Canada - 1987 to 2011 - Elizabeth II - One Dollar (Loonie)
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This section of Obscure Finds Numismatic Collection is made up of coins from the Canada region and specializes in 1987 to 2011 - Elizabeth II - One Dollar (Loonie) coins from coin category One Dollar . If you are looking for coin facts, numismatic data or simple melt value composition of the Canada - 1987 to 2011 - Elizabeth II - One Dollar (Loonie) coin, you can find it here at Obscure Finds.
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|1987 to 2011 - Elizabeth II - One Dollar (Loonie) Coin Composition|
|Precious and Base Metal Melt Value For Each Coin:||$0.063|
|Combined Precious and Base Metal Melt Value For 12 Coins:||$0.759|
|YEAR||IMG||COIN NAME||COIN GRADE|
|1988||Canadian One Dollar||OFCC:UNGRADED|
|2010||Saskatchewan Roughriders||NGC:MS 66|
|COIN TYPE DESCRIPTION|
|Coin Type:||1987 to 2011 - Elizabeth II - One Dollar (Loonie)|
|Obverse Design:||Queen Elizabeth II|
|Obverse Designer:||Susanna Blunt|
|Reverse Design:||Common Loon|
The Canadian dollar (symbol: $; code: CAD) is the currency of Canada. It is abbreviated with the dollar sign $, or C$ to distinguish it from other dollar-denominated currencies. It is divided into 100 cents.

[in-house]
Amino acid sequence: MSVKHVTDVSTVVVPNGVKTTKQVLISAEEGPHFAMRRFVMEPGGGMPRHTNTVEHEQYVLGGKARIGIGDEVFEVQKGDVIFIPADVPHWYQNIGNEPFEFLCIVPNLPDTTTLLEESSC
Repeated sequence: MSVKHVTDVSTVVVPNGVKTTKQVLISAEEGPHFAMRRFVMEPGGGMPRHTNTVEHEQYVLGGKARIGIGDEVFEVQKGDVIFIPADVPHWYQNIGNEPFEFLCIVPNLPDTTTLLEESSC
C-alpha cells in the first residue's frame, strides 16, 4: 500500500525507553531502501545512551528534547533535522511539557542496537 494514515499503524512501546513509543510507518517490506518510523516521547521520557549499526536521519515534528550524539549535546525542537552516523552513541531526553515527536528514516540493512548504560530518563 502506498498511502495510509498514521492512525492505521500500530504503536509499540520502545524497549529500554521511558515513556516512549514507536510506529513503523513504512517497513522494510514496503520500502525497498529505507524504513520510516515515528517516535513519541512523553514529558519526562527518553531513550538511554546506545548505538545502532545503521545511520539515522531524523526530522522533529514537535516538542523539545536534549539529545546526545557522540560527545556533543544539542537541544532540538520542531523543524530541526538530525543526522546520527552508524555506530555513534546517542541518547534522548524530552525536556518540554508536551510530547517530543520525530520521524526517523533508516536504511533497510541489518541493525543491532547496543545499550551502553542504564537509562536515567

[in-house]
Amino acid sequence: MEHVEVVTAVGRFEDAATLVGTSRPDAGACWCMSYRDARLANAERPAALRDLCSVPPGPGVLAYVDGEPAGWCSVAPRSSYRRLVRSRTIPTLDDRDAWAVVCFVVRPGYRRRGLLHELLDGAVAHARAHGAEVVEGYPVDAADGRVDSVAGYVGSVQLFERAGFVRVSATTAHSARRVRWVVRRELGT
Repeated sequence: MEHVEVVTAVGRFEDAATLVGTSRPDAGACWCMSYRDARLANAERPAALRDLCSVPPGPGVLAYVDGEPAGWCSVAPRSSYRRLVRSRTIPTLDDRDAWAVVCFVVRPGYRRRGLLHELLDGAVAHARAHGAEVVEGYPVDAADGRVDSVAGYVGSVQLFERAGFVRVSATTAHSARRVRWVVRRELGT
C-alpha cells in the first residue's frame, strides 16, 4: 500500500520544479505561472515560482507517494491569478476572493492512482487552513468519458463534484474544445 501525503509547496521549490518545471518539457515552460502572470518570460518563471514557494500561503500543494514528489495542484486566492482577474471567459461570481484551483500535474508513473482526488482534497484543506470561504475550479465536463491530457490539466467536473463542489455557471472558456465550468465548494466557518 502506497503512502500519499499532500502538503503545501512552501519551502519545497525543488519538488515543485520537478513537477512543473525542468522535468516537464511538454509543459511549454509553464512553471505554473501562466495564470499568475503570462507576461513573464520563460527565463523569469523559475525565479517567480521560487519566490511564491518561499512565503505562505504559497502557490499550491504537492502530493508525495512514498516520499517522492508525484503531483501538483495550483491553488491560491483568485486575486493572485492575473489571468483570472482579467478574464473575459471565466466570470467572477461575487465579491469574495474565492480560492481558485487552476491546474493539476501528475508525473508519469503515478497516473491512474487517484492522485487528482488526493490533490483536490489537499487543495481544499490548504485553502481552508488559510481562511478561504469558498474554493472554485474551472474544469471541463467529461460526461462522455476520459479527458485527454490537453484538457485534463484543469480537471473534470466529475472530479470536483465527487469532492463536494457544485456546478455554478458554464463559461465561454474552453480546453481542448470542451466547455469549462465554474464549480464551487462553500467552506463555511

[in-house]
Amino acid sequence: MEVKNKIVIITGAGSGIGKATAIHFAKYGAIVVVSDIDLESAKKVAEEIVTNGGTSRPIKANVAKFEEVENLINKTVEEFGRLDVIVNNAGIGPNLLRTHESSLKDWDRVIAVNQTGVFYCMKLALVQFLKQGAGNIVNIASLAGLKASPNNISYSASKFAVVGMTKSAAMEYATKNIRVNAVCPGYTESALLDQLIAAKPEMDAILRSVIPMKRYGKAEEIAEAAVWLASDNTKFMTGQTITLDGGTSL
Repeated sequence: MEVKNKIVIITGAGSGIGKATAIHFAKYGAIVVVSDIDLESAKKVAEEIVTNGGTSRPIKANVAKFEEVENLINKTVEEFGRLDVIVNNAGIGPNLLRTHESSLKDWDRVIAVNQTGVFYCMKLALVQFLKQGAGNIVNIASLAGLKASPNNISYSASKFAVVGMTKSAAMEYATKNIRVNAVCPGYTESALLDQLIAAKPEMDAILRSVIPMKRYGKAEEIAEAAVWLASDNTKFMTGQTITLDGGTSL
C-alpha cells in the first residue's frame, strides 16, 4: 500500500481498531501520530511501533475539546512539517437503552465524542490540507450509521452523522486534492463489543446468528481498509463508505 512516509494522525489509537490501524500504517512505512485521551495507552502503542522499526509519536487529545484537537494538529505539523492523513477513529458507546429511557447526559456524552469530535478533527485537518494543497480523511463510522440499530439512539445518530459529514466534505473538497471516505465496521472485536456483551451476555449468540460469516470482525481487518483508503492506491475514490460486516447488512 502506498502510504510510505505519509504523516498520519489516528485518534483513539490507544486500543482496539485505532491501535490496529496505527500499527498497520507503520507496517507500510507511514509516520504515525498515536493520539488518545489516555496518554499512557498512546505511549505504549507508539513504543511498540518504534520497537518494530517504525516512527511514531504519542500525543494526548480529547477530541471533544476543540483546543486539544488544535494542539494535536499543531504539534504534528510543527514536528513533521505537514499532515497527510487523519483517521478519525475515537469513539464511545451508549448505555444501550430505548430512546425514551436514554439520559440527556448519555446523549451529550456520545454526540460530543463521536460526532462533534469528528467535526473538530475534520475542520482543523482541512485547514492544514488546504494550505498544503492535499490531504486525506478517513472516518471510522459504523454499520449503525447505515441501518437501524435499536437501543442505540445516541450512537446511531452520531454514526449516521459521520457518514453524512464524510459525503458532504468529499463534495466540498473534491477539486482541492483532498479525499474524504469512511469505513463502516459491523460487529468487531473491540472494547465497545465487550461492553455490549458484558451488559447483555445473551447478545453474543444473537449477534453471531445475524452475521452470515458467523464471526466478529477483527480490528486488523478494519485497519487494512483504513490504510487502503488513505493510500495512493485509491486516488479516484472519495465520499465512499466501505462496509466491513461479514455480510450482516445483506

Owing to the image of a loon on the one-dollar coin, the currency is sometimes referred to as the loonie (though this term is often reserved only for the coin itself, see Loonie).
The Canadian one dollar coin, commonly called the loonie, is a gold-coloured one-dollar coin introduced in 1987. It bears images of a common loon, a bird which is common and well known in Canada, on the reverse, and of Queen Elizabeth II on the obverse.
The coin's outline is an 11-sided curve of constant width. Its diameter of 26.5 mm and its 11-sidedness matched that of the already-circulating Susan B. Anthony dollar in the United States, and its thickness of 1.95 mm was a close match to the latter's 2.0 mm. Its gold colour differed from the silver-coloured Anthony dollar; however, the succeeding Sacagawea and Presidential dollars matched the loonie's overall hue. Other coins using a curve of constant width include the 7-sided British twenty pence and fifty pence coins (the latter of which has similar size and value to the loonie, but is silver in colour).
The coin has become the symbol of the Canadian dollar: media often discuss the rate at which the loonie is trading against other currencies. The nickname loonie (huard in French) became so widely recognized that in 2006 the Royal Canadian Mint secured the rights to it. When the Canadian two-dollar coin was introduced in 1996, it was in turn nicknamed the "toonie" (a portmanteau of "two" and "loonie").